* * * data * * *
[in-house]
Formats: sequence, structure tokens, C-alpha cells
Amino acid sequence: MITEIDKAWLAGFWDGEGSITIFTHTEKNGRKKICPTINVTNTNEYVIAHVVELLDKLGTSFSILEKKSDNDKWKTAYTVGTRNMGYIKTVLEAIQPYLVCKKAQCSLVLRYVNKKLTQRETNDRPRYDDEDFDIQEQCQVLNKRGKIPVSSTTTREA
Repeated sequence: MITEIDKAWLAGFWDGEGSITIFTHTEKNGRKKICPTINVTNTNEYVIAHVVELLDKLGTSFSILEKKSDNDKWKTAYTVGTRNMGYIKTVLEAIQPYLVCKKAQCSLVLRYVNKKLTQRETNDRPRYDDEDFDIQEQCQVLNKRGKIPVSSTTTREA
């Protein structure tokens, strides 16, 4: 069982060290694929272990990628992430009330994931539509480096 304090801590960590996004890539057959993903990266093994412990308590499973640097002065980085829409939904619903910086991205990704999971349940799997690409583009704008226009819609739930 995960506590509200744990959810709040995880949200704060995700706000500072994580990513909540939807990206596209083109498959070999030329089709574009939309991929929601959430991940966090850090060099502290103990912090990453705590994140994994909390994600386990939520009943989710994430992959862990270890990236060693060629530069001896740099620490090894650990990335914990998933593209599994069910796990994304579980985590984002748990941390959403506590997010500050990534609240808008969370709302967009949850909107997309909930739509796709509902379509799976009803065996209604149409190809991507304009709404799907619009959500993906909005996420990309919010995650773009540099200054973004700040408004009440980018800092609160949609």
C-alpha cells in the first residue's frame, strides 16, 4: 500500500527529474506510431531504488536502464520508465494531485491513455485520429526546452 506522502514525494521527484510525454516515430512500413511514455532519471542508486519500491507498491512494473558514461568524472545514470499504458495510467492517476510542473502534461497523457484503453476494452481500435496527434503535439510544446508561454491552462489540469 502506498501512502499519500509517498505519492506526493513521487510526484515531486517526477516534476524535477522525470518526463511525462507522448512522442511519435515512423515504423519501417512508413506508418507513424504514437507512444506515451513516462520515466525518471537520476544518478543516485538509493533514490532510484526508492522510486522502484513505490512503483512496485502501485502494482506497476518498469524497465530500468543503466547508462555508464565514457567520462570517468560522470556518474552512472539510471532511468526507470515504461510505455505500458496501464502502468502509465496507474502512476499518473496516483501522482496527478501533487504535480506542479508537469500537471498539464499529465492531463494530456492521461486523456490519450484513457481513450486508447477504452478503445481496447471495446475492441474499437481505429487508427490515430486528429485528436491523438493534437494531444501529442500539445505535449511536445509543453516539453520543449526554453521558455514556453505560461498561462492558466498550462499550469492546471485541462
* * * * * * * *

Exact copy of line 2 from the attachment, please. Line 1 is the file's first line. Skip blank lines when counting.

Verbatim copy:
Formats: sequence, structure tokens, C-alpha cells